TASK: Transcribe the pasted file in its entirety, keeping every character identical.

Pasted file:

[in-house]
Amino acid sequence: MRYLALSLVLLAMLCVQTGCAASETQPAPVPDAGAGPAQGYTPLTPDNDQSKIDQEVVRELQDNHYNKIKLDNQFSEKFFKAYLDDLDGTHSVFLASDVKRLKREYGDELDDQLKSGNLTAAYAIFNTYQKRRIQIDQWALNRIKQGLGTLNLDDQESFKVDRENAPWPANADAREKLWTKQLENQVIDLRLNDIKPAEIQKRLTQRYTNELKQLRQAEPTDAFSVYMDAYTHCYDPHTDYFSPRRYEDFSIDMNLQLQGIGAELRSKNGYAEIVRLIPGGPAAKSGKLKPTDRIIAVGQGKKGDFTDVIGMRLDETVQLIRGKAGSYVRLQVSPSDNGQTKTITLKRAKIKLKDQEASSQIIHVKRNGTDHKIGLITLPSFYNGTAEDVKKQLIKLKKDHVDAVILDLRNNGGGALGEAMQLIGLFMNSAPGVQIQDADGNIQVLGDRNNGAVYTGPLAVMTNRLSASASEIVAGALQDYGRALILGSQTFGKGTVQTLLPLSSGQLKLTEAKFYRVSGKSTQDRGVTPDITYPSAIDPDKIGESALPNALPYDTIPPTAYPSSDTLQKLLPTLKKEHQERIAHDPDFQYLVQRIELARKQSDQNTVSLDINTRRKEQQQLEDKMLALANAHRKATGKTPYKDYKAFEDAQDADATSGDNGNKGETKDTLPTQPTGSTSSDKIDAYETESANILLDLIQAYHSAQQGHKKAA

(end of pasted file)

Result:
[in-house]
Amino acid sequence: MRYLALSLVLLAMLCVQTGCAASETQPAPVPDAGAGPAQGYTPLTPDNDQSKIDQEVVRELQDNHYNKIKLDNQFSEKFFKAYLDDLDGTHSVFLASDVKRLKREYGDELDDQLKSGNLTAAYAIFNTYQKRRIQIDQWALNRIKQGLGTLNLDDQESFKVDRENAPWPANADAREKLWTKQLENQVIDLRLNDIKPAEIQKRLTQRYTNELKQLRQAEPTDAFSVYMDAYTHCYDPHTDYFSPRRYEDFSIDMNLQLQGIGAELRSKNGYAEIVRLIPGGPAAKSGKLKPTDRIIAVGQGKKGDFTDVIGMRLDETVQLIRGKAGSYVRLQVSPSDNGQTKTITLKRAKIKLKDQEASSQIIHVKRNGTDHKIGLITLPSFYNGTAEDVKKQLIKLKKDHVDAVILDLRNNGGGALGEAMQLIGLFMNSAPGVQIQDADGNIQVLGDRNNGAVYTGPLAVMTNRLSASASEIVAGALQDYGRALILGSQTFGKGTVQTLLPLSSGQLKLTEAKFYRVSGKSTQDRGVTPDITYPSAIDPDKIGESALPNALPYDTIPPTAYPSSDTLQKLLPTLKKEHQERIAHDPDFQYLVQRIELARKQSDQNTVSLDINTRRKEQQQLEDKMLALANAHRKATGKTPYKDYKAFEDAQDADATSGDNGNKGETKDTLPTQPTGSTSSDKIDAYETESANILLDLIQAYHSAQQGHKKAA